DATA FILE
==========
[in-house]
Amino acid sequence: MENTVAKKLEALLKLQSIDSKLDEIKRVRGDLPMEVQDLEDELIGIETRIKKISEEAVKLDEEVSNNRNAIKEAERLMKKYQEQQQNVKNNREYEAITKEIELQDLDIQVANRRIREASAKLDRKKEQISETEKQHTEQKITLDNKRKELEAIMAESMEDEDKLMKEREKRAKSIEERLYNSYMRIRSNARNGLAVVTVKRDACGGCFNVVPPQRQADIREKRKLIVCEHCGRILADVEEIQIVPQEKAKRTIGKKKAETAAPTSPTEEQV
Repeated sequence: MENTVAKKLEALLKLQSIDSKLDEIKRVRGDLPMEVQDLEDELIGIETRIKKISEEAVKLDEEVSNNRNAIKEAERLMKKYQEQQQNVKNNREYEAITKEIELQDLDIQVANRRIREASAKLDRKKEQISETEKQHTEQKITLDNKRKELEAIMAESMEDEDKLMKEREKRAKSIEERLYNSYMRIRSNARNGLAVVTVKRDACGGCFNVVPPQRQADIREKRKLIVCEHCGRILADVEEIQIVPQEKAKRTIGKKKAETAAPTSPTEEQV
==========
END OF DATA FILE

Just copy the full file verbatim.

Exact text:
[in-house]
Amino acid sequence: MENTVAKKLEALLKLQSIDSKLDEIKRVRGDLPMEVQDLEDELIGIETRIKKISEEAVKLDEEVSNNRNAIKEAERLMKKYQEQQQNVKNNREYEAITKEIELQDLDIQVANRRIREASAKLDRKKEQISETEKQHTEQKITLDNKRKELEAIMAESMEDEDKLMKEREKRAKSIEERLYNSYMRIRSNARNGLAVVTVKRDACGGCFNVVPPQRQADIREKRKLIVCEHCGRILADVEEIQIVPQEKAKRTIGKKKAETAAPTSPTEEQV
Repeated sequence: MENTVAKKLEALLKLQSIDSKLDEIKRVRGDLPMEVQDLEDELIGIETRIKKISEEAVKLDEEVSNNRNAIKEAERLMKKYQEQQQNVKNNREYEAITKEIELQDLDIQVANRRIREASAKLDRKKEQISETEKQHTEQKITLDNKRKELEAIMAESMEDEDKLMKEREKRAKSIEERLYNSYMRIRSNARNGLAVVTVKRDACGGCFNVVPPQRQADIREKRKLIVCEHCGRILADVEEIQIVPQEKAKRTIGKKKAETAAPTSPTEEQV